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LETTERS: Registering ‘struck off’ companies

Saturday 12 February 2022 | Written by Supplied | Published in Letters to the Editor, Opinion


LETTERS: Registering ‘struck off’ companies

Dear Editor, reading the reply from Mr. Tamatoa Jonassen to my previous letter, which unfortunately was published without my name, I feel compelled to clarify a few points (‘Ample time’ to re-register companies, Cook Islands News February 10).

  1. Yes, I have seen in the newspaper the notice by the Ministry of Justice regarding the re-registration due by the end of December 2020. I went on the website and completed the form that was there. When I found that my company was struck off in January, I went to the Ministry where I was told the reason was an incomplete re-registration not following the instructions on how to do it properly published on the Ministry Facebook Blog (page).
  2. I then asked a lawyer to apply for re-registration to the criminal register, following companies’ office staff indications. After a while it became evident that re-registration was impossible without amending the act.
  3. The amendment was passed in October 2021; I asked again a lawyer to follow up with the re-registration and after 3 months the amended act became a law; still...nothing!

From your reply I can see the involvement of Asian Development Bank and another entity in fixing the software problem that apparently is not allowing for re-registration, and your time requirement to do so, is one week.

I will wait for such a time patiently and with the hope you will maintain the weeks’ notice that you wrote in the newspaper.

N.H. Paolo Ferruccio Cattania

Cannabis for medicinal use

Dear Editor,

In Georgia, USA, cannabis for medicinal use is allowed and in many cities of Georgia recreational use was decriminalised

But in 2018, before Georgia got rid of their archaic and oppressive laws on cannabis, there was a trial for a man cultivating marijuana, a felony that carries a mandatory 1 year in prison.

The defendant grew marijuana for personal use to treat chronic headaches, he even admitted he was guilty.

The jury had a decision to make, find the defendant guilty of growing cannabis and possessing drug related objects, or deem him innocent.

After three days of trial, the jury spent 2 hours and ultimately found him not guilty on all counts. He was acquitted through a process known as Jury Nullification.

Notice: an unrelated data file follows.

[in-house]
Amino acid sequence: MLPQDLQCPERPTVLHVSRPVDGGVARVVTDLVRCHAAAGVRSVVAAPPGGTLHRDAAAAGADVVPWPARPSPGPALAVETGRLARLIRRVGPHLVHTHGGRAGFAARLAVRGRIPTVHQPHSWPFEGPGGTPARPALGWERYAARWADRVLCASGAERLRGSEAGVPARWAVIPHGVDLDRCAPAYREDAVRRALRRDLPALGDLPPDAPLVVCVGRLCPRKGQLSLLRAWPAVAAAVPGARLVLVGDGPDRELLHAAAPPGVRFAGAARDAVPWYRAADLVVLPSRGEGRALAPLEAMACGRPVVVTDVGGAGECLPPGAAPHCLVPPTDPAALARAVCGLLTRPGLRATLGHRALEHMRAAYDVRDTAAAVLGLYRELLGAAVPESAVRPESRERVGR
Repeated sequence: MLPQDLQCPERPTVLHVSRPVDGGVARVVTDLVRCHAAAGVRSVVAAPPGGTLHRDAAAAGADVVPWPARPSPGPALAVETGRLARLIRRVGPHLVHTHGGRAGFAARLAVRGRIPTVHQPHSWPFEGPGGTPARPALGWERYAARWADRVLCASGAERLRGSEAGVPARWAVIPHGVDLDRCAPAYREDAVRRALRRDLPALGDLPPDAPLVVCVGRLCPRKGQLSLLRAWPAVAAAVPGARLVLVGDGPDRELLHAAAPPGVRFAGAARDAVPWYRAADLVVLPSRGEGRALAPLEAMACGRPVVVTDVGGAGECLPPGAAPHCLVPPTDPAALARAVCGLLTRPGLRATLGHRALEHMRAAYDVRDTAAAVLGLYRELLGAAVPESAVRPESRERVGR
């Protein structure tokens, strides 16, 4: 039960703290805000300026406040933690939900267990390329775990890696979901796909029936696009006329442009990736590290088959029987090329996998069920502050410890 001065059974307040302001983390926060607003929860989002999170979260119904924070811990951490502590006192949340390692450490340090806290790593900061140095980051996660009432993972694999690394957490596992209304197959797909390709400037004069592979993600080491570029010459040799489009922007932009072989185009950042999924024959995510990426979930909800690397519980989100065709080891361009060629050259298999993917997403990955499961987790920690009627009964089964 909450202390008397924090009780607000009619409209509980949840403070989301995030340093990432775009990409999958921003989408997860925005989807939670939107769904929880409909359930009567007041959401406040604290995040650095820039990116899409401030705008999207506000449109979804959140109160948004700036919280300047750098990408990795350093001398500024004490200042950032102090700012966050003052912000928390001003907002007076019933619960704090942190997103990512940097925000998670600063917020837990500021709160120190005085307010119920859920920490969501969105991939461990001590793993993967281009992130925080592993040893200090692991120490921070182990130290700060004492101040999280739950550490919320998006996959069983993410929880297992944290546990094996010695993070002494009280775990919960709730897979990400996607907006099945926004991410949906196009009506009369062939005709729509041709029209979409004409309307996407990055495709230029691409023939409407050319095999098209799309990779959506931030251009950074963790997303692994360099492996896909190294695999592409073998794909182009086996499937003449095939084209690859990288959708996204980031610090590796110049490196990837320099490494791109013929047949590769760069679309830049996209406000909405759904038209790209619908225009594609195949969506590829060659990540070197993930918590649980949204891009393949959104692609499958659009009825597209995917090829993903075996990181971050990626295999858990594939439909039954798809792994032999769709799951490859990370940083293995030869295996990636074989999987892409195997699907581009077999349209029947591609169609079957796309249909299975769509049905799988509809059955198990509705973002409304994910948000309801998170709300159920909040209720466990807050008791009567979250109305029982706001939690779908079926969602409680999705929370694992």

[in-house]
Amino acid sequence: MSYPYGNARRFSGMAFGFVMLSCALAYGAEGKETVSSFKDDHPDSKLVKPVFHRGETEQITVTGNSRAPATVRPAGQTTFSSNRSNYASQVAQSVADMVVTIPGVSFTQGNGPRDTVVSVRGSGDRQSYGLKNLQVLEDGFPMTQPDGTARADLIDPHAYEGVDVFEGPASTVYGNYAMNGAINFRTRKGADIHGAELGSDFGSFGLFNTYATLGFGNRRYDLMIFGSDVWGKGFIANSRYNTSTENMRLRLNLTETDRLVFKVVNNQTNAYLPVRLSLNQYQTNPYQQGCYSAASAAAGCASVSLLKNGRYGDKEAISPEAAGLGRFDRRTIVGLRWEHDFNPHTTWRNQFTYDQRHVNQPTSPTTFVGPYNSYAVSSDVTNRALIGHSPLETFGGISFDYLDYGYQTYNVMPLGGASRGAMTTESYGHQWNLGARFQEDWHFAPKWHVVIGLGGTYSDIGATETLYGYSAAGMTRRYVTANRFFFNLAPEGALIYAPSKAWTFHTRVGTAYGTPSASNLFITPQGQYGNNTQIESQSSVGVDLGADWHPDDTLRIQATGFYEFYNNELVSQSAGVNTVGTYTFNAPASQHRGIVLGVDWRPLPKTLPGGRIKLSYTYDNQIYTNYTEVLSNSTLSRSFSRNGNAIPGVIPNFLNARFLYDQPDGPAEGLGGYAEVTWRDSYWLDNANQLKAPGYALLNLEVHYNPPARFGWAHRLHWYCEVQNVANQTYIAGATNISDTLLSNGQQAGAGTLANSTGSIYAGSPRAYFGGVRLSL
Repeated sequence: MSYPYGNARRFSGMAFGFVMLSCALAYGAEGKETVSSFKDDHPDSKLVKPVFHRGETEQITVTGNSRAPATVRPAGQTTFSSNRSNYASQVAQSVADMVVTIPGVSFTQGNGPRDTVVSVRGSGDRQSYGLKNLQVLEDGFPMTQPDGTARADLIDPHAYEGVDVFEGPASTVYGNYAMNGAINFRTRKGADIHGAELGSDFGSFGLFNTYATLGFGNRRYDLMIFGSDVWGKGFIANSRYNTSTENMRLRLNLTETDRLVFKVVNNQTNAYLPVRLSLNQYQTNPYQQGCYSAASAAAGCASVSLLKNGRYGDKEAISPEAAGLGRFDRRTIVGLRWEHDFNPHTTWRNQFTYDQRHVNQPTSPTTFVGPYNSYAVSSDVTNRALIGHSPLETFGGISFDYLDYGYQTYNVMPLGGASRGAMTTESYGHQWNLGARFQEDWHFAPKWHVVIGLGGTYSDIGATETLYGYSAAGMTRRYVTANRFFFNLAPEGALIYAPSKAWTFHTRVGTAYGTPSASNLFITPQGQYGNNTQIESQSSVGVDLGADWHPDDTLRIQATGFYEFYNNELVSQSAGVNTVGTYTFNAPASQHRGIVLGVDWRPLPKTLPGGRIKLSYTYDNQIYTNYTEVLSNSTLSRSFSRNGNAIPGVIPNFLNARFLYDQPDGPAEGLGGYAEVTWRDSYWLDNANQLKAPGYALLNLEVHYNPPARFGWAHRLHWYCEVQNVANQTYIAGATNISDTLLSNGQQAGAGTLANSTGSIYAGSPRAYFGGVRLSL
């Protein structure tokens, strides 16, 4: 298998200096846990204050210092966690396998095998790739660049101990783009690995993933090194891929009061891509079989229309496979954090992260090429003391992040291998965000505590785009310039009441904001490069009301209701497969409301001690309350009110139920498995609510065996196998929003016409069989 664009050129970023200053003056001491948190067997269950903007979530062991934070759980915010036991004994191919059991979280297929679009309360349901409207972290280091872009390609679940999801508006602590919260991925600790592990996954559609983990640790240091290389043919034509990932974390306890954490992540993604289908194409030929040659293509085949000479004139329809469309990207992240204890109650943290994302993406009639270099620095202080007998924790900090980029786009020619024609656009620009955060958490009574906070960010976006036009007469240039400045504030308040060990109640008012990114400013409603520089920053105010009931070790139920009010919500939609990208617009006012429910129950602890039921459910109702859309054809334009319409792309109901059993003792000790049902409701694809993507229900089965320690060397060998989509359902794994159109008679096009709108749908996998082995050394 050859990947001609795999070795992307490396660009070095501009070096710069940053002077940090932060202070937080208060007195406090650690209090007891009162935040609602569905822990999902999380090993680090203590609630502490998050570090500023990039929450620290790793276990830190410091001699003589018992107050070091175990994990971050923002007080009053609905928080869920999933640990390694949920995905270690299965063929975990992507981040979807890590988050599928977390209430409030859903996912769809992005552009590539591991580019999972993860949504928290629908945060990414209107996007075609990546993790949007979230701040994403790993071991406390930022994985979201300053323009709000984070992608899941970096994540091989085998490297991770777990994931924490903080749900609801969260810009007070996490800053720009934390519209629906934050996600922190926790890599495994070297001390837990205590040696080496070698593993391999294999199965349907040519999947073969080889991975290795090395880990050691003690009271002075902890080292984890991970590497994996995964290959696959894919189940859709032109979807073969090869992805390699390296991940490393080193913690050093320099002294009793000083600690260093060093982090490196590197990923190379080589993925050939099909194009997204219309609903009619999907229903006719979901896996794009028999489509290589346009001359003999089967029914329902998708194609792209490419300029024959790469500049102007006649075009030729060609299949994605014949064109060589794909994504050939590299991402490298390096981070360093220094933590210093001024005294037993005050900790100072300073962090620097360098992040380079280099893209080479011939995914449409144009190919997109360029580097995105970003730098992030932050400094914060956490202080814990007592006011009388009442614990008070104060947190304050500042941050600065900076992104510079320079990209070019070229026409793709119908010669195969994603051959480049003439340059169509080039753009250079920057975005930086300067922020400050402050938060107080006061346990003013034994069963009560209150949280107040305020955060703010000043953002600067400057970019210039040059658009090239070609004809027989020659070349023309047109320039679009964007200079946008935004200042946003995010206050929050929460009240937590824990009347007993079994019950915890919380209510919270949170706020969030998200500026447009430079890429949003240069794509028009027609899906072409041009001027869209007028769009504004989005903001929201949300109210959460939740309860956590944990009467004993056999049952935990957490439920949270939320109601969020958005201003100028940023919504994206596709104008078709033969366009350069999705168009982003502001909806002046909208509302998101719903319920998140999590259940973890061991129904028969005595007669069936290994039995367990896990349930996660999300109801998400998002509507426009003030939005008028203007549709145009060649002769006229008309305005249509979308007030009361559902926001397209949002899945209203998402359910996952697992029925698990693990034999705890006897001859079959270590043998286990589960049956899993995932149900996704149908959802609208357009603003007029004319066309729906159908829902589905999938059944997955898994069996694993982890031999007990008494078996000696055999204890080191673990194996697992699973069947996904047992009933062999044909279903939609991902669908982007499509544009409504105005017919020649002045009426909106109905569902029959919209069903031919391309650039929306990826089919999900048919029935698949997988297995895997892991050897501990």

Most people – and even lawyers – are surprised to learn that juries are not required to follow the law.

Even if the judge wanted to give this man a pass, his hands would be tied. Only the jury’s leniency and right to nullify allowed the defendant to avoid a serious conviction

Jury nullification isn’t unheard of, but seemed to symbolically challenge stringent cannabis policies.

When a jury’s conscience takes over and tells them that someone does not deserve criminal punishment for his or her actions, regarding the law, the jury can choose to acquit.

Jurors exercised their right to judge not simply based on the letter of the law but also their conscience and understanding of the context of the case.

A jury’s knowing and deliberate rejection of the evidence or refusal to apply the law either because the jury wants to send a message about some social issue that is larger than the case itself, or because the results dictated by law is contrary to the jury’s sense of justice, morality, or fairness.

Also, there is the phenomenon of a hung jury where an insufficient number of jurors voting one way or another to deliver either a guilty or not guilty verdict of a defendant brought up on cannabis charges is resulting in mistrials. The defendant is not convicted and the state would find it hard to convict in another trial given the favourable polling numbers for marijuana.


Steve Boggs

Cheshire Cat grins

The front page picture (yesterday) of the Seabed Minerals Authority with the Cheshire Cat grins reminds this writer of the front page picture of Tim Tepaki and his grinning team of about the same size when announcing the re-start of the Sheraton Hotel.

The question has been asked before, and should be asked again. If this latest think-big scheme goes pear-shaped, and like the Sheraton and Toa-Gate costs this country’s taxpayers millions, who in yesterday’s picture will be going into pocket to cover the loss?

(Name and address supplied)